To the east, Victoria experienced record rainfall in 2011. Floods hit regions in the western part of the state, including Great Western and Pyrenees, with some vineyards wiped out by the high waters. Fortunately dry periods in March and April helped ripen the grapes in undamaged vineyards, allowing vintners to pick under sunny skies. In Yarra Valley, Steve Flamsteed, winemaker at Innocent Bystander and Giant Steps, says that his Chardonnay is showing minerality, acidity and good flavor at lower sugar levels, while the Pinot Noir is highly perfumed.
Western Australian winemakers will have far brighter memories of 2011. Margaret River vintners enjoyed warm and dry conditions. “The winter rains stopped in September and very little fell after that, making it a magnificent growing season,” said Vanya Cullen of Cullen wines. It was an early harvest for the white grapes with vintners picking in February and early March in above average temperatures.
New Zealand’s vintners will remember 2011 as the year a 6.3 magnitude earthquake struck Christchurch on the South Island. It was the worst natural disaster the country has ever experienced. While that region continues to recover from the damage, the country’s wine industry was largely unharmed. This growing season was slightly soggy, with warmer temperatures and more humidity than normal, but vintners are hopeful that extra work in the vineyards saved the vintage.
Some vintners in Marlborough reported a late budbreak, but a subsequent warm spell led to an early flowering. “The period from budbreak to flowering was the shortest of the last six vintages, which shows that it was warm,” said Brian Bicknell of Mahi Wines in Marlborough.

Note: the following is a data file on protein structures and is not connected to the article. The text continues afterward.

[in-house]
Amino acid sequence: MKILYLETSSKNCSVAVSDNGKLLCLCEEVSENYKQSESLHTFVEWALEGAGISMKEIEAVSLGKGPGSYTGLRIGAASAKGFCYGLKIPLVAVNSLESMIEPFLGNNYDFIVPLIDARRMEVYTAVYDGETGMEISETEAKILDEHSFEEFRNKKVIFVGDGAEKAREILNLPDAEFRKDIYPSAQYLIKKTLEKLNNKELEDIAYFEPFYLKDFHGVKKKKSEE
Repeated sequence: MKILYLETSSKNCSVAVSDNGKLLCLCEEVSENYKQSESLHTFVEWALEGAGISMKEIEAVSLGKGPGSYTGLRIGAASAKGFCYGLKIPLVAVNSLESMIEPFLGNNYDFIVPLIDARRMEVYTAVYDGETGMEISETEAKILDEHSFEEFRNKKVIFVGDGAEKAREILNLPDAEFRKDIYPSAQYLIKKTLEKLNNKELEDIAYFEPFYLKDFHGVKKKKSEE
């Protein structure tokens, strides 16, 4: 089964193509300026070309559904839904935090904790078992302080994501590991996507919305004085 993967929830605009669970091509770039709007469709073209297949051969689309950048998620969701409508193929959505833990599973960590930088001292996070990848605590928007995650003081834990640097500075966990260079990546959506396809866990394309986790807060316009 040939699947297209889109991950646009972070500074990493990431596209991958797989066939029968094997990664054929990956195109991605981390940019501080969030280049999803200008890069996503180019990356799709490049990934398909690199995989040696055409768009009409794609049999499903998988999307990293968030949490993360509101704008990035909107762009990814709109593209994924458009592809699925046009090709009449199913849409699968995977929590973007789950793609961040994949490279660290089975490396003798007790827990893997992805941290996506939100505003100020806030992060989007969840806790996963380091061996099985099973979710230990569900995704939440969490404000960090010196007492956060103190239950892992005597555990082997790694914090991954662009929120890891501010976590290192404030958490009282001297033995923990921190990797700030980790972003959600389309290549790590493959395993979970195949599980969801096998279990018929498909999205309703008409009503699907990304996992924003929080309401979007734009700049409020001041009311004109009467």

Blair Walter of Felton Road in the Central Otago region says a fast, successful flowering produced solid crops across all varieties. “We were relieved to see things cool down in January, which set the pattern for a cool and wetter midseason,” said Walter. Central Otago rarely sees much rain, however, so Walter said a wetter season there is still fairly dry.
The North Island received plenty of rain and high humidity too, according to Michael Brajkovich of Kumeu River. “The extra moisture caused bunch-rot problems, but not botrytis. We use a team of 70 hand-pickers, and they had to work particularly hard to triage rotten berries,” said Brajkovich.
Fresh picked clusters of Pinot Noir arrive at New Zealand's Amisfeld.
Yields are a sensitive issue with New Zealand winemakers. Since the 2008 vintage—when volumes exceeded expectations and there was a surplus of grapes—growers have lived by self-imposed crop restrictions, and are more attentive to pruning and thinning. Early estimates projected a bumper crop in 2011, but most vintners reported average yields once harvest arrived.
Bicknell said yields were down in Marlborough due to aggressive pruning. “Growers were pruning to lower bud numbers, which have been so great for the quality of the fruit,” he said. “We are all aware that it is a waste of time putting down too many canes and then having to go through and green harvest a lot of fruit.” Other vintners reported that despite early signs of high yields, by the time they cut fruit to avoid bunch rot and other problems, yields ended up lower than average.
Harvest was slightly earlier than 2010, but not significantly. Most growers reported warm harvest temperatures, ripening grapes quickly and condensing the picking period. Some rains threatened the end of harvest, which meant possible rot for those that didn’t pick early. Most vintners in Marlborough reported they had finished when the rains hit in mid-April.
The wines are expected to be clean and intense, and the earlier picking probably resulting in lower alcohols, particularly with Chardonnay and Pinot Noir. “Our wines are always more complex in cooler and more challenging growing seasons,” said Walter. “We have our fingers crossed that the early positive impressions of 2011 are accurate. I don’t think concentration will be a word that will be used to describe [the wines]: words more like precision, mineral, tension. I think the wines will have reasonably firm structures and a pleasant kind of rusticity about them: more complex and European.”